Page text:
However, make no mistake, once you can wield boost, you’ve gained a powerful weapon for rapidly building solid, cross-platform programs. Just take boost::asio for example. You can write an immensely powerful, scalable and rock solid cross platform asynchronous web server in just a couple hundred lines. I’ve written multiple clients, servers, proxies etc over the years with just a few hundred lines of code each that have yet to fail me, and can port them from platform to platform in minutes.

As others have pointed out, larger companies are usually stuck with legacy stuff or like to roll their own which I completely understand. There is also this really silly thing I’ve heard of and encountered where dev leads and or project managers forbid using boost because it’s “too big”. My guess is that they believe that boost is 1 single library or they’ve never heard of BCP.

As for WHY I choose to use boost

I’d say I use it because as you imply in your question, it’s “the” C++ library. Boost is viewed in the C++ world as the swiss army knife of things that eventually you’re going to need to use. So the idea is that if there is a need, there should be a highly performant, and portable version of it in boost. Big companies contribute to boost, very educated people with impressive resumes contribute and maintain it, and when a new standard of C++ is being developed, people usually look to boost to see what parts of it should become ISO standardized C++.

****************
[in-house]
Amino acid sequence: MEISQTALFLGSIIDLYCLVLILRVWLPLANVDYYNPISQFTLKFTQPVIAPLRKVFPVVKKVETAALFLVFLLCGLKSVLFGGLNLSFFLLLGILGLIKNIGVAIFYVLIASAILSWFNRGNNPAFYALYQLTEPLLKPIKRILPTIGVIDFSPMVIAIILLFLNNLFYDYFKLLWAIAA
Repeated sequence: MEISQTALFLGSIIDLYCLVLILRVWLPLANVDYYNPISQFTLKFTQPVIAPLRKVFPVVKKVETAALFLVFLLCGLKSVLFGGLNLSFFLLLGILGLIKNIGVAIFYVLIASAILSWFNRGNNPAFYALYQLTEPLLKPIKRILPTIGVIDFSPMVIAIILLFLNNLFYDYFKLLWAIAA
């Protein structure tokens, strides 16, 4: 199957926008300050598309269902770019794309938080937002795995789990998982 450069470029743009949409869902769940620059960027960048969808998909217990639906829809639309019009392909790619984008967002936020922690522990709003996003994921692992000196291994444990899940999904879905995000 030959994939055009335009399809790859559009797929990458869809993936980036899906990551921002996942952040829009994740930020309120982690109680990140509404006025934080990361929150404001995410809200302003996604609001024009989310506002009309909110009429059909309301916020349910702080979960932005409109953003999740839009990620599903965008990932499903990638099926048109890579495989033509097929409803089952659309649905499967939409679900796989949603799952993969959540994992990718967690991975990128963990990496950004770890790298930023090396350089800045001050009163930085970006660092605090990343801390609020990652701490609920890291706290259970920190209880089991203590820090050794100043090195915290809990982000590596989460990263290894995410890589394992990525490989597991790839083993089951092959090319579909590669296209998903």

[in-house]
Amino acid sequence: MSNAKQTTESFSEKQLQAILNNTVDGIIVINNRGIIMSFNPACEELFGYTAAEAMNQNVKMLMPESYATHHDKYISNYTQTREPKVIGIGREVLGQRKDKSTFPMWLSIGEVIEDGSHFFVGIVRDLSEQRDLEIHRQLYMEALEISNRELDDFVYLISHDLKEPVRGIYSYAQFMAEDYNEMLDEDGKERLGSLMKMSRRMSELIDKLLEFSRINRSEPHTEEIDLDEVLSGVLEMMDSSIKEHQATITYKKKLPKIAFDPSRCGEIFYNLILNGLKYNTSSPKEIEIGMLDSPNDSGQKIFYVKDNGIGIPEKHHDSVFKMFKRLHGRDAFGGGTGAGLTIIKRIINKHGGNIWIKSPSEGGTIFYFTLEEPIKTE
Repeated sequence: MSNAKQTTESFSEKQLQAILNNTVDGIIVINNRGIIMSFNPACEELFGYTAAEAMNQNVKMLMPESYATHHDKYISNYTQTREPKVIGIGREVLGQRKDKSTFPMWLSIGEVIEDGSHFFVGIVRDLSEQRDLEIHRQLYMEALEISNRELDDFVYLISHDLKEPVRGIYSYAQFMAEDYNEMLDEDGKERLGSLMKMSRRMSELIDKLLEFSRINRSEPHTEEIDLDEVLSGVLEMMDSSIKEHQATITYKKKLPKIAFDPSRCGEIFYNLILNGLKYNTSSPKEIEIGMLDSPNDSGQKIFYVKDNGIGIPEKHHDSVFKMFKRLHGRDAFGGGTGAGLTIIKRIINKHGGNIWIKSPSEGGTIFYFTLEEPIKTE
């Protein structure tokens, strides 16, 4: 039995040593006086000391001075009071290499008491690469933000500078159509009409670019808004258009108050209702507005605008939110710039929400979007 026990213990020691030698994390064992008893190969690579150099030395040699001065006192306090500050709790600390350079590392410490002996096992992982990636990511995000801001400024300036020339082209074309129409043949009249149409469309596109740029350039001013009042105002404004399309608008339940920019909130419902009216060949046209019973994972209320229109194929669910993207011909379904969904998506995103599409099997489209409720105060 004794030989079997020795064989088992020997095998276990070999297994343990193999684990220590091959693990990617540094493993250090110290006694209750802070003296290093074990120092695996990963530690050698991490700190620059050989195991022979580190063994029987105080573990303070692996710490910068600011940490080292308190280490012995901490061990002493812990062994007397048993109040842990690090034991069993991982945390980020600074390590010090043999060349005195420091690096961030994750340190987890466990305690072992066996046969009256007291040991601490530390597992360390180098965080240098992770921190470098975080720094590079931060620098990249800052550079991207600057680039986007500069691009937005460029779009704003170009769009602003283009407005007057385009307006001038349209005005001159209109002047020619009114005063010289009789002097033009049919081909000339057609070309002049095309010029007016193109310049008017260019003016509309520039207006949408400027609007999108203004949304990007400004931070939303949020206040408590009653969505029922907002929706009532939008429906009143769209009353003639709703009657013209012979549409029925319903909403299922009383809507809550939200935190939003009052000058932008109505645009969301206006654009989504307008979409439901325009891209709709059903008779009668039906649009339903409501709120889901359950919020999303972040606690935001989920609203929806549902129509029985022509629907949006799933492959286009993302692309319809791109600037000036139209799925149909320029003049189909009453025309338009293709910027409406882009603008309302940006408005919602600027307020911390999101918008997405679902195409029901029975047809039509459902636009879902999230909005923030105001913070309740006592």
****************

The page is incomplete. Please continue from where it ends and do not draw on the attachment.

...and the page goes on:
So if I need to add some functionality that there is probably an existing library for, the first place I’ll look is boost just because I’m pretty safe in betting that it’s pretty well optimized, portable, it will be supported and maintained for a very long time and bugs will be found and dealt with. In the open source world those qualities can be very difficult to come by.

We used a bit of Boost back at our old workplace. The main reasons for mostly avoiding it and limiting its use were:

  • compile times – some of it is very slow to compile, and you end up being reluctant to have boost #includes in any of your headers
  • complexity – it’s not well known by most game developers and so makes for unreadable code
  • performance – some of the concepts perform slowly by default, eg. shared_ptr